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RIP, Gary Carter
February 17, 2012 5:09 AM   Subscribe

Hard decision as to what link to provide, but Gary Carter, the Hall of Fame catcher whose single for the New York Mets in the 1986 World Series touched off one of the most improbable rallies in postseason history, died Thursday. He was 57. You'll be remembered, Kid.
posted by Man with Lantern (45 comments total) 1 user marked this as a favorite

 
Baseball is my game. There have been periods where I loved it more than anything. I still love it, though it's not the most important thing in my life. My brothers and I always collected baseball cards and always got a laugh at Carter's 1991 Topps card. "No Gary, you're not number one, you're a member of the 1990 Giants, settle down."

It's really a fond memory, and one Gary Carter will always be a part of for me and my brothers. Carter didn't last long after his diagnosis but at least his achievements on the diamond will always be immortalized in Cooperstown. He was a great player and he will be missed by fans everywhere. RIP Kid.

Cancer is just the worst thing.

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posted by IvoShandor at 5:16 AM on February 17, 2012 [1 favorite]


RIP, Gary.
posted by jonmc at 5:19 AM on February 17, 2012


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posted by Flood at 5:21 AM on February 17, 2012


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posted by aught at 5:29 AM on February 17, 2012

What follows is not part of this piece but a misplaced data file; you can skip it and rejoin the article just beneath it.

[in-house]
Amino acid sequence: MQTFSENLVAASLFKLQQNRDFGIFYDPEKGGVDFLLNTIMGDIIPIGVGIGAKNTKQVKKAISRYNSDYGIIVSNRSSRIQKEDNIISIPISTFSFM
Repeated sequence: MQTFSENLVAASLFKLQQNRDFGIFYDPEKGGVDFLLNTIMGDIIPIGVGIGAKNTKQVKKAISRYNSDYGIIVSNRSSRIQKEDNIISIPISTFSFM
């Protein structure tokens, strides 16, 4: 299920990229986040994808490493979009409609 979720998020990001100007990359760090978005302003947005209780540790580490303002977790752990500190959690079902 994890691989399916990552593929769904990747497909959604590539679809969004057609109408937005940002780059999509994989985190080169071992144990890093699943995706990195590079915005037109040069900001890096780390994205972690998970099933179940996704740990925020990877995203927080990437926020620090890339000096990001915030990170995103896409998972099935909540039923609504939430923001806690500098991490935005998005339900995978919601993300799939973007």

MetsBlog provides a collection of links.
posted by aught at 5:31 AM on February 17, 2012 [1 favorite]


Carter was one of the great ones. But I gotta say this -- he was, and in the Hall of Fame will always be, an Expo.
posted by escabeche at 5:31 AM on February 17, 2012 [7 favorites]


Great memories from his days with Andre Dawson on the Expos. Have fun on the other side of the fence, Gary.

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posted by Chichibio at 5:33 AM on February 17, 2012


As a Cardinals fan, I was required to hate the "pond scum" Mets, but I could never hate on that guy. RIP.
posted by notsnot at 5:50 AM on February 17, 2012 [2 favorites]


As a Red Sox fan, I probably shouldn't have fond memories of Gary Carter, but I do.

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posted by COD at 5:55 AM on February 17, 2012 [1 favorite]


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posted by Renoroc at 6:13 AM on February 17, 2012


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posted by Splunge at 6:16 AM on February 17, 2012


I was doing allright with yesterday's news coverage until they showed a clip of Youppi patting him on the ass.

So long, Kid, and thanks.
posted by Capt. Renault at 6:22 AM on February 17, 2012 [1 favorite]


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posted by From Bklyn at 6:23 AM on February 17, 2012


Thanks, Kid, for making my Dad and me so happy.


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posted by oneironaut at 6:32 AM on February 17, 2012


Nice tribute over at Can't Stop the Bleeding
posted by lowest east side at 6:37 AM on February 17, 2012 [1 favorite]


A nice bit about Gary Carter's drive.
posted by Capt. Renault at 6:47 AM on February 17, 2012 [2 favorites]


Kid Carter is one of the reasons I became a Mets fan and will always believe. R.I.P.


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posted by Mr. X at 6:51 AM on February 17, 2012 [1 favorite]


My friends from college had a great band called the Gary Carters. They were obsessed with him, for good reason. Their song One Of A Kind seems appropriate now.
posted by Potomac Avenue at 6:52 AM on February 17, 2012 [1 favorite]


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posted by Skygazer at 6:54 AM on February 17, 2012


I am a lucky sumbitch.

I knew squat about baseball when I moved to Brooklyn in 1986. (Yes! That 1986!) I loved my time there, and can't think about those years without thinking of the Mets.